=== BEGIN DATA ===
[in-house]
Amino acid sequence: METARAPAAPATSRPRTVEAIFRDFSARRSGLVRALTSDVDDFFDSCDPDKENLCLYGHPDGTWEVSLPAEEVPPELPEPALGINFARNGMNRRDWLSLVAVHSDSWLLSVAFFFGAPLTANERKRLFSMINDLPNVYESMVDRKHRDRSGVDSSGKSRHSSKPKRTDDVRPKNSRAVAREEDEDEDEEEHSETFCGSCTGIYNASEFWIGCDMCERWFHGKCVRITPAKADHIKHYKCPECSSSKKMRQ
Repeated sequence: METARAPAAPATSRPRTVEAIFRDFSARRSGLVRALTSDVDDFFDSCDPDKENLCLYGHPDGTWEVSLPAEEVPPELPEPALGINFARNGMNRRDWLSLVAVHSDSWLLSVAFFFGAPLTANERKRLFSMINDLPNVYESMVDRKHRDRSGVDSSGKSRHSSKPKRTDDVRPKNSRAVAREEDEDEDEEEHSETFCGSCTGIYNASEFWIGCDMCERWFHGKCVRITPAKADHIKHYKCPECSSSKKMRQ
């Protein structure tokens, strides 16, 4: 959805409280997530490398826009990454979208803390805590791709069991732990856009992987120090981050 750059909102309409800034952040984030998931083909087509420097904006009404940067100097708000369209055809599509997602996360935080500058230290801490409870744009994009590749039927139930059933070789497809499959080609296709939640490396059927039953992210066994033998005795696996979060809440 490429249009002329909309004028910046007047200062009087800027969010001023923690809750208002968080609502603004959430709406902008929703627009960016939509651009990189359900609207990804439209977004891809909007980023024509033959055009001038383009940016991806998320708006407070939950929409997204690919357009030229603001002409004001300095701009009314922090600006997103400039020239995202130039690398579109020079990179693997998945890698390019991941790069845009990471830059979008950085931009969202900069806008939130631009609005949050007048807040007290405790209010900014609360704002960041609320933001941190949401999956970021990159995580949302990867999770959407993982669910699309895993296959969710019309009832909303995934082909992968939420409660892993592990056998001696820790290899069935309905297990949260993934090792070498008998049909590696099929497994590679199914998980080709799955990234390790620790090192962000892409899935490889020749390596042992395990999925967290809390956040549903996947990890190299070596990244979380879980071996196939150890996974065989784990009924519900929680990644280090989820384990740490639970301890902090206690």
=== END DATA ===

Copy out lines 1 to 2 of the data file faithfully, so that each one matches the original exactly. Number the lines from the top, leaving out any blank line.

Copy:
[in-house]
Amino acid sequence: METARAPAAPATSRPRTVEAIFRDFSARRSGLVRALTSDVDDFFDSCDPDKENLCLYGHPDGTWEVSLPAEEVPPELPEPALGINFARNGMNRRDWLSLVAVHSDSWLLSVAFFFGAPLTANERKRLFSMINDLPNVYESMVDRKHRDRSGVDSSGKSRHSSKPKRTDDVRPKNSRAVAREEDEDEDEEEHSETFCGSCTGIYNASEFWIGCDMCERWFHGKCVRITPAKADHIKHYKCPECSSSKKMRQ